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Primary & Secondary Sources

This guide will help you learn the difference between primary and secondary sources in various subject areas and provides resources for locating primary sources, both in the library and on the open web.

Primary and Secondary Sources Tutorial

Primary & Secondary Sources Tutorial

Navigate through the pages of the tutorial below to learn more about primary and secondary sources in different disciplines. 

This tutorial covers just a few of the many options & resources for finding primary sources, so be sure to contact your Fresno State subject librarian to discuss your research project. Our librarians are always happy to help.

This tutorial was created by Amanda Dinscore, Librarian at Fresno State, and is available to share & adapt with attribution under a CC BY-NC-SA 4.0 license.

Sarah McDaniel, Librarian at Fresno State, is the current editor of this guide, and is available to make updates to the current guide.  

More About Primary and Secondary Sources

A primary source is an original material created during the time under study.

Primary sources can be original documents (such as letters, speeches, diaries), creative works (such as art, novels, music and film), published materials of the times (newspapers, magazines, memoirs, etc.), institutional and government documents (treaties, laws, court cases, marriage records) or relics and artifacts (such as buildings, clothing, or furniture).

Primary sources of information include:

  • literary works
  • original documents such as diaries, letters, original manuscripts
  • archival material, such as official documents, minutes, etc. recorded by government agencies and organizations
  • original research studies, also called empirical studies

Examples of primary sources include:

  • Artifacts
  • Books
  • Diaries
  • Ephemera
  • Journals
  • Ledgers
  • Maps
  • Letters
  • Manuscripts
  • Newsletters
  • Pamphlets
  • Photographs
  • Videos

Secondary sources put primary sources in context.

They comment, summarize, interpret or analyze information found in primary sources. Secondary sources are usually written by individuals who did not experience firsthand the events about which they are writing.

Examples of secondary sources include:

  • academic books
  • biographies
  • journal articles
  • magazine articles
  • dissertations
  • theses
  • essays
  • encyclopedia articles

If you are uncertain about whether or not a source is primary or secondary, ask yourself the following questions. If you answer, “yes” to any of them, there is a good chance the source is PRIMARY.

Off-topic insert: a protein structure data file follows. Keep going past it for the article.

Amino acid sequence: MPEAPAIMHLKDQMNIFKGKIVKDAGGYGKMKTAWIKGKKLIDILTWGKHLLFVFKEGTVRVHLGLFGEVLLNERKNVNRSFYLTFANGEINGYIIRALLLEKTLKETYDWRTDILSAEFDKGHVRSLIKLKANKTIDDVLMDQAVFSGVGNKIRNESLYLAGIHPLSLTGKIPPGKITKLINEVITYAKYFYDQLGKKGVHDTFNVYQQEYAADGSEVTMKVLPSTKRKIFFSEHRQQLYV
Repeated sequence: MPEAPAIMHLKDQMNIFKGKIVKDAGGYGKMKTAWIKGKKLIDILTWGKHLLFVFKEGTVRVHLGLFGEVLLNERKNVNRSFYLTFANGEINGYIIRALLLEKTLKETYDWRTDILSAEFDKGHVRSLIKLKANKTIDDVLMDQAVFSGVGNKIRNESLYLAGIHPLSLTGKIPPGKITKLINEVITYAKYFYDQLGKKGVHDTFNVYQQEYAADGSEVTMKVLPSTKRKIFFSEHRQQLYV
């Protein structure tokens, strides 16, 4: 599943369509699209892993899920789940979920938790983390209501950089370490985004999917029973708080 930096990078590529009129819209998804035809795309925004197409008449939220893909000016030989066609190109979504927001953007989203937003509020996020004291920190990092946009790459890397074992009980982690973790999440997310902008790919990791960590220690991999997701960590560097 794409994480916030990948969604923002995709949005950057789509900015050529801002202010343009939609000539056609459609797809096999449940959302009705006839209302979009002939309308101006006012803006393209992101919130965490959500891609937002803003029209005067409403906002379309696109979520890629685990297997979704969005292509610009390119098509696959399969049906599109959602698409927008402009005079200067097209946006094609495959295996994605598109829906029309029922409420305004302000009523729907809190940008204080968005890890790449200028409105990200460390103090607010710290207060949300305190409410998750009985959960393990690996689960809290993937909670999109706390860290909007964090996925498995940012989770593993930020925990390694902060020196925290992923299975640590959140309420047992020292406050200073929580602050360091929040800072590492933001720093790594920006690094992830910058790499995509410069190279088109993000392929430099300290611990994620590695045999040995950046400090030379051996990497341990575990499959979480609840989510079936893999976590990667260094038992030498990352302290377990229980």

• Did the author personally witness or experience the subject in question?
  • Does the author know about this subject because of personal experience rather than having just read about it?
  • Is this source a diary, letter, memoir, autobiography, oral history, or interview of a person with first hand experience of the subject?
  • Is this source an official document or record published at the time of the event by the government, courts, or another organization?
  • Is this source a newspaper or magazine article written at the time of the event?
  • Is this a creative work such as a novel, poem, art or music piece created by a firsthand witness of the subject in question?
  • Is this an excerpt from a primary source, such as the constitution or a letter written by a Civil War soldier that has been imbedded in a secondary source, such as a textbook?Remember, secondary sources may include reprints of primary sources.
  • Is this an artifact or relic such as jewelry, pottery, clothing, music, art, architecture, dance or weaponry that was used by witnesses of the subject in question?
  • Is this a compilation of raw scientific data or statistics, such as census statistics published by the U.S. Census Bureau, that is being published without commentary or interpretation?



Primary Source 

Secondary Source 


Slave diary

Book about the underground railroad


Original artwork created by an artist

Article critiquing the piece of art


Original poem written by a poet

Essay on a particular genre of poetry

Political Science

Treaty between two governments

Essay on Native American land rights in the US

Science or Social Sciences

Report of an original experiment

Review of several studies on the same topic


Videotape of a performance

Biography of a playwright

Table courtesy